China is getting a diminishing growth bang for its credit buck
First-quarter GDP figures seem at first blush to be in sustainable territory but credit creation numbers show a different story
Yesterday's release of China's first-quarter growth figures came as a shock to the financial markets.
Gross domestic product in the first three months of the year was up by just 7.7 per cent compared with the first quarter of last year.
Private sector economists had been expecting a growth rate of 8 per cent or more.
After the publication of the weak first-quarter number, several promptly downgraded their forecasts for the rest of the year. Louis Kuijs at RBS, for example, revised his growth forecast for 2013 down from 8.4 per cent to 7.8 per cent; the same rate as 2012.
The weak number was clearly a disappointment for Hong Kong investors, who had been pinning their hopes on a pickup in activity on the mainland. The city's benchmark Hang Seng Index slipped 1.4 per cent in response.
On one level, however, China's first-quarter growth figure should have been encouraging.
Growth of 7.7 per cent, after all, is not so far off Beijing's target of a sustainable 7.5 per cent rate.
What's more, the components of China's first-quarter growth were more in line with what policymakers would like to see than the growth mix in previous quarters.
Domestic consumption was the biggest driver of growth, contributing 4.3 percentage points of the 7.7 per cent headline figure. Investment provided just 2.3 percentage points - down from 3.9 percentage points in 2012 - with net exports making up the balance.
At first glance that mix makes it look as if China is successfully rebalancing away from investment-powered growth and more towards consumption as the engine of economic development.
On another level, however, China's soft first-quarter growth looks alarming. Over the last four quarters new credit creation - as gauged by Beijing's total social financing measure - has been running at almost 80 per cent of China's GDP.
That's considerably higher than China's pre-crisis levels of 50 to 60 per cent. Yet, as the first chart shows, although credit creation has surged, growth rates have tailed off.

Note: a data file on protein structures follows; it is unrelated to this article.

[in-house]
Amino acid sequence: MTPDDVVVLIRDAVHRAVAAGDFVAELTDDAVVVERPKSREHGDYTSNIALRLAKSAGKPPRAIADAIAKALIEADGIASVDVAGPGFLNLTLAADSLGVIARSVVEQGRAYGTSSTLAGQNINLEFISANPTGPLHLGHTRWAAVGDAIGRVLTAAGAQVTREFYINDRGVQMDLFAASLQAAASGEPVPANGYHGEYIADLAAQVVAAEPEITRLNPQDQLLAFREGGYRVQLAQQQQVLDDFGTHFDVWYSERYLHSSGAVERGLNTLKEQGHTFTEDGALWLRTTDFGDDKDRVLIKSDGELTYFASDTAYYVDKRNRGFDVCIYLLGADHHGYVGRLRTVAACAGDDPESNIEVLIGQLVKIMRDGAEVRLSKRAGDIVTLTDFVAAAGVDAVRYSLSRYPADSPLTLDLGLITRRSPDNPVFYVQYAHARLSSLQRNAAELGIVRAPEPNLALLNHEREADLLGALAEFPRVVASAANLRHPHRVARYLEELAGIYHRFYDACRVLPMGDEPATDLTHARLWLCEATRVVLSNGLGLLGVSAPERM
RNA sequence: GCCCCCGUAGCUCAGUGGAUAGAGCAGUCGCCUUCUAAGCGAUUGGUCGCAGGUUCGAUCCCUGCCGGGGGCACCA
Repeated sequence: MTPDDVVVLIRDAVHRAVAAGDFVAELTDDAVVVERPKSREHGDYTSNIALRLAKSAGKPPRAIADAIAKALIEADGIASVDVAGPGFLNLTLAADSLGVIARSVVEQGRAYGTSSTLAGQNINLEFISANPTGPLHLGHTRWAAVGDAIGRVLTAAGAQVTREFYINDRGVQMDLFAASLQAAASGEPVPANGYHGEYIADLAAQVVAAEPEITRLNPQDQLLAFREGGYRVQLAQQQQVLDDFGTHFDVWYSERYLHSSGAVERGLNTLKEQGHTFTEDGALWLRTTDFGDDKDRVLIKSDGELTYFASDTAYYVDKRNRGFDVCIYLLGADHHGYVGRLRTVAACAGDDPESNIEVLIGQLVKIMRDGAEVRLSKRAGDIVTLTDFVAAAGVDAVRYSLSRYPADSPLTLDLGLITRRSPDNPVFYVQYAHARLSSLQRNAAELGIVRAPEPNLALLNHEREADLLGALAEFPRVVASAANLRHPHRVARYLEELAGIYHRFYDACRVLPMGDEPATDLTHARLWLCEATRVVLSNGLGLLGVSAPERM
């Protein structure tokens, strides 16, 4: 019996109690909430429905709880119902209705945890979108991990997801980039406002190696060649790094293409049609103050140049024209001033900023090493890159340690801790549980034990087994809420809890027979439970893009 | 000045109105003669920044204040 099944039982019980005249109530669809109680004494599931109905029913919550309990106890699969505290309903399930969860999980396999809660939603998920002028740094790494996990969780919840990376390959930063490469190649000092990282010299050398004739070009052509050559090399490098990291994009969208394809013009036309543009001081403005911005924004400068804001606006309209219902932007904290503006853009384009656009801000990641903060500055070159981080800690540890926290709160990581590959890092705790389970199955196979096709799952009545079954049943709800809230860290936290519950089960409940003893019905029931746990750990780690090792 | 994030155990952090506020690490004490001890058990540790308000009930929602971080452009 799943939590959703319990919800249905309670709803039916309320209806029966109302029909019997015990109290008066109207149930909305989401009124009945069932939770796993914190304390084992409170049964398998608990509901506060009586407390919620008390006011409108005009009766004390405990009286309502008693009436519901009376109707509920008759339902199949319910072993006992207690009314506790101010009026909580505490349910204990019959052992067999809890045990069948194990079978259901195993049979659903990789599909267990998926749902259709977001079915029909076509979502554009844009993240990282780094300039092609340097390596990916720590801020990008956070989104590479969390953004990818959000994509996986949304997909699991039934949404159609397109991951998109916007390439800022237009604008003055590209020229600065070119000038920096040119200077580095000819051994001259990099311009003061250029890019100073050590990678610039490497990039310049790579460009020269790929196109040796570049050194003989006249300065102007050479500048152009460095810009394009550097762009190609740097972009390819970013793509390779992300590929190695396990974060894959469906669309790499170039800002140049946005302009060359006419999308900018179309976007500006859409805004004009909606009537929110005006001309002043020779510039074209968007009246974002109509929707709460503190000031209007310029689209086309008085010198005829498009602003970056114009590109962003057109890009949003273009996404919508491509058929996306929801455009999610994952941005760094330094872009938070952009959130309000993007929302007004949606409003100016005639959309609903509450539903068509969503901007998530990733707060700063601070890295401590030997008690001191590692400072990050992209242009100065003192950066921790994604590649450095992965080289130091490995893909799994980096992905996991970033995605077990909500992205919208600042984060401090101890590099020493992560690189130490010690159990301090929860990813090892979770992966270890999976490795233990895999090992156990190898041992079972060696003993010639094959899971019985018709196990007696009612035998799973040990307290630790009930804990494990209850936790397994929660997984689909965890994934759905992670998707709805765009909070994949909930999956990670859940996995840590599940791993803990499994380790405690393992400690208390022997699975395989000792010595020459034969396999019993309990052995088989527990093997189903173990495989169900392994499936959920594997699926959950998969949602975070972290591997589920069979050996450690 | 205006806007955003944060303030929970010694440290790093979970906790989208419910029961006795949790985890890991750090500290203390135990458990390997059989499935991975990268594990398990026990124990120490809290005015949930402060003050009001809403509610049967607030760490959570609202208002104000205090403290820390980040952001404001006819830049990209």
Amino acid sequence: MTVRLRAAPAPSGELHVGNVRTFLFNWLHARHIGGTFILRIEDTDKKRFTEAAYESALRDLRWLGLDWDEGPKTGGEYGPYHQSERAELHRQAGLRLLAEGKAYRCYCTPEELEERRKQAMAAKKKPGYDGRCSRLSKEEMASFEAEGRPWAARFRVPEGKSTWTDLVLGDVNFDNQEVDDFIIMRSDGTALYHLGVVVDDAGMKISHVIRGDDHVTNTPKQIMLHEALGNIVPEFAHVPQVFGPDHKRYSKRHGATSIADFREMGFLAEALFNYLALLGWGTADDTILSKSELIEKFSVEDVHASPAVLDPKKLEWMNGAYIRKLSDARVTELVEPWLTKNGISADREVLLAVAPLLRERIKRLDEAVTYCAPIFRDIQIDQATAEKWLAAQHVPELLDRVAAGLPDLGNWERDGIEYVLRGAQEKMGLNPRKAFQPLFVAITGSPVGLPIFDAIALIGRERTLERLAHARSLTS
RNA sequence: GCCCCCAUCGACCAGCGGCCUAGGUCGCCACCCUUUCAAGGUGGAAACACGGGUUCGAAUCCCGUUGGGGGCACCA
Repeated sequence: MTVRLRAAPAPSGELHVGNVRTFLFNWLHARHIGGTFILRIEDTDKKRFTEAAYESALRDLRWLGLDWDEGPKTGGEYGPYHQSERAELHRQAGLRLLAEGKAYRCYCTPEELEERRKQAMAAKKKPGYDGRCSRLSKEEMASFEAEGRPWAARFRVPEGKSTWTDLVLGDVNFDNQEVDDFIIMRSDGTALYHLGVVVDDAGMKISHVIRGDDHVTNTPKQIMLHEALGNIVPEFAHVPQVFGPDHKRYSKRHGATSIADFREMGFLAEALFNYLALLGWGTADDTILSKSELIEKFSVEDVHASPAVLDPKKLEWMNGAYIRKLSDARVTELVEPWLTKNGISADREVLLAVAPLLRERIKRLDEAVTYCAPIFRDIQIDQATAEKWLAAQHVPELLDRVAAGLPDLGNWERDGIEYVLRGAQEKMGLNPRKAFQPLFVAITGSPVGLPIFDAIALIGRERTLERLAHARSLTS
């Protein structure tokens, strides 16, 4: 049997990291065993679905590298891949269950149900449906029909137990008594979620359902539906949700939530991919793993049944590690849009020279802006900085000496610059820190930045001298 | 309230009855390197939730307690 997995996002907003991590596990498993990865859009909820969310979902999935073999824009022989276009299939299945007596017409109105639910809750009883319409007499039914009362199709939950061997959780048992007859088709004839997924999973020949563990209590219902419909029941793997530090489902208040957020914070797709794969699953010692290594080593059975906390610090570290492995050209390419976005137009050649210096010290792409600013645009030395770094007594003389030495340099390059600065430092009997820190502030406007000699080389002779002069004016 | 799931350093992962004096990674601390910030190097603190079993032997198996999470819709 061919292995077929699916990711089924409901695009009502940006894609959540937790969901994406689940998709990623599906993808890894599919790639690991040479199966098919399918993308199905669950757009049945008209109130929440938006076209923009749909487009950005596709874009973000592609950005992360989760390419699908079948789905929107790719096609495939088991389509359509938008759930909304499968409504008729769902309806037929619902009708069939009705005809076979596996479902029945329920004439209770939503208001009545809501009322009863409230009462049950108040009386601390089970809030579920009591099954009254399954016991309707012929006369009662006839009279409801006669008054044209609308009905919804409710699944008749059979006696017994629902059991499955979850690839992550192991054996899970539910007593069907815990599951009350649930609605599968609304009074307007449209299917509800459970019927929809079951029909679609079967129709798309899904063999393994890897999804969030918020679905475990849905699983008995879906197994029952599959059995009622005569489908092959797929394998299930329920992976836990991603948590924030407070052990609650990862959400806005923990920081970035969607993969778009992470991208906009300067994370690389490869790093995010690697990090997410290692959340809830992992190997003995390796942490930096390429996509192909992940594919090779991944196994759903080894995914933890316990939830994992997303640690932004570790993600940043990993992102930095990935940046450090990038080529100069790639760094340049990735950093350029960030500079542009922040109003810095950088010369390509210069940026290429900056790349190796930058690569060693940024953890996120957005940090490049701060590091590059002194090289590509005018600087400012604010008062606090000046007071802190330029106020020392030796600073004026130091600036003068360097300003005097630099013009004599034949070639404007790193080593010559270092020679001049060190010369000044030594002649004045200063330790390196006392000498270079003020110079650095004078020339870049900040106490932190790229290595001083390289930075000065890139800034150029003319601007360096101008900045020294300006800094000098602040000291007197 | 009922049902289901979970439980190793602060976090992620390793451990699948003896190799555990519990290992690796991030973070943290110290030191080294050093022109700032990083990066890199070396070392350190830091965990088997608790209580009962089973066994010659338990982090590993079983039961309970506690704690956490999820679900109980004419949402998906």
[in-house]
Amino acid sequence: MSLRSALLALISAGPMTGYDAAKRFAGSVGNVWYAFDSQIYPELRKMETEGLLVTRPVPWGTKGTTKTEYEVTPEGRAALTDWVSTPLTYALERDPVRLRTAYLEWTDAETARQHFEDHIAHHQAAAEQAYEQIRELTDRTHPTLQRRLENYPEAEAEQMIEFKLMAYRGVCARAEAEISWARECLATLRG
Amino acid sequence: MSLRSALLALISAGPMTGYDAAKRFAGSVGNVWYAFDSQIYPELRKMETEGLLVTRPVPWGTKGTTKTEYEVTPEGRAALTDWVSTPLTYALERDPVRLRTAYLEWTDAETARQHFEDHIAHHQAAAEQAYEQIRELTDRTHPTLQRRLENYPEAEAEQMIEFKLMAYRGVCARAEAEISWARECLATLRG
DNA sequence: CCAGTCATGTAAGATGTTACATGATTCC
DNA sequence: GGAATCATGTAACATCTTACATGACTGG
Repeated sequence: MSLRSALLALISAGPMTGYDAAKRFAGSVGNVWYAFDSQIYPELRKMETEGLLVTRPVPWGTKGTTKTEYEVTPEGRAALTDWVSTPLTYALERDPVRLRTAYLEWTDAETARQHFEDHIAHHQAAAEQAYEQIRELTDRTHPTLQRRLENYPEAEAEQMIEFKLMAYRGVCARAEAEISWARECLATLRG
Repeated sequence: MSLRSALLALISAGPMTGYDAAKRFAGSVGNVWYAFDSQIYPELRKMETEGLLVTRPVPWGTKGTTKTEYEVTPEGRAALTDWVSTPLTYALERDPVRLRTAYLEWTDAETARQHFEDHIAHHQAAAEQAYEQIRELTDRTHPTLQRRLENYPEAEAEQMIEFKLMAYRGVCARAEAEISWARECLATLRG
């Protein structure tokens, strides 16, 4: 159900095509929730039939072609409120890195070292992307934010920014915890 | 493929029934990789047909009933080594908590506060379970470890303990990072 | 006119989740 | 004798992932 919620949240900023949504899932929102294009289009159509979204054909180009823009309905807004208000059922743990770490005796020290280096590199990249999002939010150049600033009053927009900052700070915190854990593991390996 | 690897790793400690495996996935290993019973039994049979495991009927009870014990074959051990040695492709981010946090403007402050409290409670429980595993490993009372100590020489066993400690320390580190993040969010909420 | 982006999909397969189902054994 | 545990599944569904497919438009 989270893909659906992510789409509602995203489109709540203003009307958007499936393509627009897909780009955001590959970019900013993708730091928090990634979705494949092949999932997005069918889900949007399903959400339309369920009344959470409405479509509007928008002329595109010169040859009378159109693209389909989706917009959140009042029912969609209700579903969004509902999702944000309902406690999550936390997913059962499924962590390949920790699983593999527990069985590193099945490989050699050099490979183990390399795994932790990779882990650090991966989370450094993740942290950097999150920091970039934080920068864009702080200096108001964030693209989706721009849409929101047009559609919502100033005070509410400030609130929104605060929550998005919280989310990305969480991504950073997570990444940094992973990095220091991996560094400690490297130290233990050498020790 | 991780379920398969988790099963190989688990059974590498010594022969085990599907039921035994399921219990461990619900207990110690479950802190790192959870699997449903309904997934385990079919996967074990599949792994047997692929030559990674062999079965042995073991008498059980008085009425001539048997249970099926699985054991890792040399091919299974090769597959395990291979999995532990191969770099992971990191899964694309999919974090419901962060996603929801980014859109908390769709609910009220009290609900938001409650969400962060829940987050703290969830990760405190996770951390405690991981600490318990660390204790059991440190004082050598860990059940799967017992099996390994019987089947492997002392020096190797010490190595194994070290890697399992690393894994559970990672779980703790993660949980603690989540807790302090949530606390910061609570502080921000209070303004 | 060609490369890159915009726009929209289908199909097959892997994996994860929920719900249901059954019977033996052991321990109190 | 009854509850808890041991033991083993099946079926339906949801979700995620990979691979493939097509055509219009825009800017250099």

In other words, these days China is getting less growth bang for its credit buck.
An increasing number of observers worry that's unsustainable, and a sure recipe for a future financial crisis.
Four weeks ago Monitor reviewed the bulls' arguments for investing in gold.
With Cyprus in crisis, there was diminishing confidence in the safety of European bank deposits.
There were the mounting geopolitical tensions in Asia. There were supply constraints. And above all, there were the world's leading central banks, apparently intent on debasing their currencies by printing unlimited quantities of new money.
All these factors, argued the bulls, would combine to drive a new rally in the price of gold as a safe haven investment.
Monitor wasn't convinced, noting that none of these arguments was new, and pointing out that if quantitative easing were to work, equities would be a more attractive investment than gold.
"The arguments in favour of gold aren't as compelling as they seem at first," Monitor concluded.
It seems the market agrees. With investors cashing out of exchange-traded funds that hold gold, the metal's price has slumped by 13 per cent in the intervening four weeks.
Yesterday alone gold crashed almost 10 per cent, at one point falling to US$1,385.55, its lowest in two years.
No doubt that fall owed something to the weak Chinese growth figures. So if you still believe in China's economic recovery, perhaps this would be a good time to buy gold as a bet that all that credit creation will drive a pickup in growth later in the year.